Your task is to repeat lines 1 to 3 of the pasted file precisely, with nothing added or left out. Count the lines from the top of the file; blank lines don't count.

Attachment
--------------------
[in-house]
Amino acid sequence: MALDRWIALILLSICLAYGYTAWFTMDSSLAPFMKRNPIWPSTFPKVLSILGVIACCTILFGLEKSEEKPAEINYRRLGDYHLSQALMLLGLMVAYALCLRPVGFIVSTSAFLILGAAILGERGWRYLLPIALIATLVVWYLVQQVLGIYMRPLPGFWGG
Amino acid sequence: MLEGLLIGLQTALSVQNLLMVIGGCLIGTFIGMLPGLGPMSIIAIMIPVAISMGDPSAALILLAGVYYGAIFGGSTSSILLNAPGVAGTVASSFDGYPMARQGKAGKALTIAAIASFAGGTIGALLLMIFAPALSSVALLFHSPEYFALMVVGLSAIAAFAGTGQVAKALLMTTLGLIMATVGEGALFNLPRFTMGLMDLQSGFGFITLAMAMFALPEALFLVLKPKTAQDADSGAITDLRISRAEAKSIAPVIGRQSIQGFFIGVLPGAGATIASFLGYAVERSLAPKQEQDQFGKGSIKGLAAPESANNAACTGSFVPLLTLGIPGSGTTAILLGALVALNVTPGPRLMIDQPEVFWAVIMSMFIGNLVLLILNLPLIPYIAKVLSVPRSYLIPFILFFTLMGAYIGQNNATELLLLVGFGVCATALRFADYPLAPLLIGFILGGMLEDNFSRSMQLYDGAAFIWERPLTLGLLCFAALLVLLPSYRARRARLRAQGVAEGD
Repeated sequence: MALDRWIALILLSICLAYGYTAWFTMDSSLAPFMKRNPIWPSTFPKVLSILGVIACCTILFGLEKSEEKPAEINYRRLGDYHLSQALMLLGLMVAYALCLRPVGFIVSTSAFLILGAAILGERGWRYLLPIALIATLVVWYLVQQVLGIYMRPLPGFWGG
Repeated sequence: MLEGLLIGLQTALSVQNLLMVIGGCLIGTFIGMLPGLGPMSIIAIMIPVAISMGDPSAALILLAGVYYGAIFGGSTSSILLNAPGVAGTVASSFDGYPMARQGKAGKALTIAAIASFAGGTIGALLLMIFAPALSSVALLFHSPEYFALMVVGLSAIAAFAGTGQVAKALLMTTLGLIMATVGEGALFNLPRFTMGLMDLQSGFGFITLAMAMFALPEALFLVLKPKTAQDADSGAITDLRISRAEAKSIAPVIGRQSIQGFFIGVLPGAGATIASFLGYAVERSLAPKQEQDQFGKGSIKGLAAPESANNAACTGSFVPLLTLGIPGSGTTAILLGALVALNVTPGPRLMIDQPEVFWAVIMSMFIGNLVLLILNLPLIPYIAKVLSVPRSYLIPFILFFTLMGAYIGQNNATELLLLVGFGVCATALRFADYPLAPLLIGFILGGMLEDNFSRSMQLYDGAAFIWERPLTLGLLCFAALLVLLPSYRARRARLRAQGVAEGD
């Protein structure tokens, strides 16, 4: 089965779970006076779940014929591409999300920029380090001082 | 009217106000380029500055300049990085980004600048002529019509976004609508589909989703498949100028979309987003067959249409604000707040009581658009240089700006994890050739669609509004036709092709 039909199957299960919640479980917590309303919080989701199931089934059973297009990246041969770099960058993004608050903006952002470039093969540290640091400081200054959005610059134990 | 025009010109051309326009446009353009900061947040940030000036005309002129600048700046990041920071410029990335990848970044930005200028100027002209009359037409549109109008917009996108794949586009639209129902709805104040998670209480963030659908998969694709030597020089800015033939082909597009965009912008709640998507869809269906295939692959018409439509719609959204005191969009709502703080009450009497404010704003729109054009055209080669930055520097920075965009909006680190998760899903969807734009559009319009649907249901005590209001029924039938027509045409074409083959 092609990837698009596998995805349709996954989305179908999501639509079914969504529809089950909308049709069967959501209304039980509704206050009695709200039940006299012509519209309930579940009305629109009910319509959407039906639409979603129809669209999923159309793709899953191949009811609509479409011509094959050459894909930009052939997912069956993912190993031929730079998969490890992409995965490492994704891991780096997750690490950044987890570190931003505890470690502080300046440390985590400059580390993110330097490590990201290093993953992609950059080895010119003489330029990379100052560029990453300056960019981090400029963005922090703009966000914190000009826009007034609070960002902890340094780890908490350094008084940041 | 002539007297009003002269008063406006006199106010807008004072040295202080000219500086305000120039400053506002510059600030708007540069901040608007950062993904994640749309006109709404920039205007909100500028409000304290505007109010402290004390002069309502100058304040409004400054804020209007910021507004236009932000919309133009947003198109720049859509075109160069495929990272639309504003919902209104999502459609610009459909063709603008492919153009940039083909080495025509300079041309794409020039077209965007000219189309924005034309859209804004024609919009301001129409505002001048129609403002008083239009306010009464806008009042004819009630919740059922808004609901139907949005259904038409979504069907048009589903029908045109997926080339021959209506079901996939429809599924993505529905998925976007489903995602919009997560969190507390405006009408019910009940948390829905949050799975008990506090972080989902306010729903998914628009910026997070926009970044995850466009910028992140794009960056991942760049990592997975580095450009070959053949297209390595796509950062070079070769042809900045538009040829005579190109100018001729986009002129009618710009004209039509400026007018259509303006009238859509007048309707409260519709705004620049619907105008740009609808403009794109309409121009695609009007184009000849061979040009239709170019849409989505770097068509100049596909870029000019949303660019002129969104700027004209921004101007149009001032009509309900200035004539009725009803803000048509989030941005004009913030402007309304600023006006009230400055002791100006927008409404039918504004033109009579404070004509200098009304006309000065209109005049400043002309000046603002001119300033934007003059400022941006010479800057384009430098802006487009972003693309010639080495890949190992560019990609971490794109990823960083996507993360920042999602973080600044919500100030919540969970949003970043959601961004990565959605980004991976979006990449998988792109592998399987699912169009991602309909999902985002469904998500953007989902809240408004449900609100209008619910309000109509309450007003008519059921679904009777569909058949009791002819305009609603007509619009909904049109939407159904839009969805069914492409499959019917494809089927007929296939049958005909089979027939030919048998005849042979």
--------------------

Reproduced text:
[in-house]
Amino acid sequence: MALDRWIALILLSICLAYGYTAWFTMDSSLAPFMKRNPIWPSTFPKVLSILGVIACCTILFGLEKSEEKPAEINYRRLGDYHLSQALMLLGLMVAYALCLRPVGFIVSTSAFLILGAAILGERGWRYLLPIALIATLVVWYLVQQVLGIYMRPLPGFWGG
Amino acid sequence: MLEGLLIGLQTALSVQNLLMVIGGCLIGTFIGMLPGLGPMSIIAIMIPVAISMGDPSAALILLAGVYYGAIFGGSTSSILLNAPGVAGTVASSFDGYPMARQGKAGKALTIAAIASFAGGTIGALLLMIFAPALSSVALLFHSPEYFALMVVGLSAIAAFAGTGQVAKALLMTTLGLIMATVGEGALFNLPRFTMGLMDLQSGFGFITLAMAMFALPEALFLVLKPKTAQDADSGAITDLRISRAEAKSIAPVIGRQSIQGFFIGVLPGAGATIASFLGYAVERSLAPKQEQDQFGKGSIKGLAAPESANNAACTGSFVPLLTLGIPGSGTTAILLGALVALNVTPGPRLMIDQPEVFWAVIMSMFIGNLVLLILNLPLIPYIAKVLSVPRSYLIPFILFFTLMGAYIGQNNATELLLLVGFGVCATALRFADYPLAPLLIGFILGGMLEDNFSRSMQLYDGAAFIWERPLTLGLLCFAALLVLLPSYRARRARLRAQGVAEGD